Many of us are already familiar with crows. We see them in the wilderness, around the neighborhood, and even in some horror movies.
The question is…
How smart are crows? It turns out that their intelligence is comparable to a seven-year-old human child.
When attracting these clever birds, you might notice some interesting behaviors that you can’t see in other backyard birds. Well, we’re here to talk about five behaviors that show how smart they can be.
1. Crows Are Opportunistic Feeders
Crows are adaptable in both habitat and diet. They can thrive in the wild and in human settlements, and they will eat almost anything. Apart from visiting your bird feeder, you may even see them scavenging around your trash bins.
Additionally, their diverse diet and opportunistic behavior allow them to adjust their feeding habits.
Crows mostly eat seeds, fruits, insects, and reptiles, which are more reliable and convenient. Whenever they see these food items, all they need is to fly toward them.
Compare that to hunting small mammals and birds. They have to chase these animals around, and they could risk encountering other predatory birds, such as hawks or eagles. However, crows will not hesitate to eat these animals given the right opportunity and timing.
Crows will also cache food for the future, memorize restaurant schedules, and even drop walnuts on roads to let cars break them open. They can even learn traffic patterns to retrieve the nuts once the lights are red.
2. Crows Can Hold “Funerals”
Whenever a crow dies, it tends to attract a mob of neighboring crows. Crows are one of the animals that respond to a dead member of their species. Other animals that exhibit this behavior are chimpanzees, elephants, wolves, and a few others.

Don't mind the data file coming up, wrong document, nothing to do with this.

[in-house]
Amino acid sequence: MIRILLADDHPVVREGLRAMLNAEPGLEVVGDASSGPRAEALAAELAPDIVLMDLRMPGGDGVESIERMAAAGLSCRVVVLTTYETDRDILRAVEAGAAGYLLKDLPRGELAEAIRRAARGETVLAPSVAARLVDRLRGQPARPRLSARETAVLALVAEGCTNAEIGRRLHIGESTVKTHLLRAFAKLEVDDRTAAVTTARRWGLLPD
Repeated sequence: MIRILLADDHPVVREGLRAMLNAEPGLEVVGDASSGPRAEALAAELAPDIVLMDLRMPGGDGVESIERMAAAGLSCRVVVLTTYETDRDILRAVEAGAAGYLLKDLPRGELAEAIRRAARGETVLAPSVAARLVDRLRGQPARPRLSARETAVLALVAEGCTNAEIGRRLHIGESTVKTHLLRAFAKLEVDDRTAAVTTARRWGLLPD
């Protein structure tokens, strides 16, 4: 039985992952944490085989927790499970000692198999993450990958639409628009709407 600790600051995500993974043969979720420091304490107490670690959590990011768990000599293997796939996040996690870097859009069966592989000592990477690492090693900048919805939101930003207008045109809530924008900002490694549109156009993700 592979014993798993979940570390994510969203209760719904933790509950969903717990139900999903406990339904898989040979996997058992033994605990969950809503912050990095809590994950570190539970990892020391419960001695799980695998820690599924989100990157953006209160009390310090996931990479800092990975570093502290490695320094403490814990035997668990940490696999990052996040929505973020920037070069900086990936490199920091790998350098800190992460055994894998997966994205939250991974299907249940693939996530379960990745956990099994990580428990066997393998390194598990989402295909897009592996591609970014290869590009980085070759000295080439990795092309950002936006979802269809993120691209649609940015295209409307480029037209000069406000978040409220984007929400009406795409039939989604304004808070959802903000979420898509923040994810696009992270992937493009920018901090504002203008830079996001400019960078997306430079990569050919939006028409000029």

Studies suggest that crow “funerals” are for survival, not mourning.
They hold a mass gathering to learn how the crow died so they can avoid the same threat in the future. Some crows can also be hesitant to visit places where a crow died, even if they offer many food sources.
3. Crows Can Use Tools
Crows can use tools and even make their own. For example, they can use sticks to probe under bark and create hooks by bending wires, which they will use to grab food baskets. Additionally, crows will teach each other how to make these tools.
A scientific experiment even demonstrated that crows understand the concept of water displacement, rivaling the level of a 5 to 7-year-old child.
In this experiment, the subjects had to raise the water level in a tube to obtain an out-of-reach reward. The crows were able to recognize the water-filled tube and selected solid, dense objects to drop into the water.
4. Crows Can Recognize Human Beings
Though it’s challenging to tell crows apart, crows can tell humans apart. They will remember your face and what you did to them. For example, a crow you mistreated will most likely attack you the next time you meet.
Additionally, that crow will pass its grudge to its friends and offspring.
For example, researchers from the University of Washington conducted an experiment where they captured and branded seven crows while wearing rubber masks. Every time they wore the masks on campus, the crows would scold them.
However, it wasn’t only those seven crows – other crows around the campus also joined the scolding. The researchers hypothesized that crows learn about dangerous humans from their parents and other members of their flock.
5. Crows Can Give Gifts
Apart from holding grudges, crows also remember good deeds. There have been multiple instances where people received gifts after consistently feeding crows. These gifts may include colorful rocks, bones, trinkets, and other small objects.
However, the motive behind this behavior isn’t clear since we can’t talk to crows.
There’s no way to know whether gift-giving is an expression of gratitude or crows simply learned that they’ll receive food whenever they leave objects behind.
Whenever we think of intelligent animals, great apes like chimpanzees and orangutans immediately come to mind.
However, crows prove that they’re also cognitively capable through their memory and survival abilities. They clearly demonstrate that the idiom “bird-brained” doesn’t make sense.
The next time you encounter a crow, don’t try anything funny. You might wake up with a murder of crows seeking revenge on you.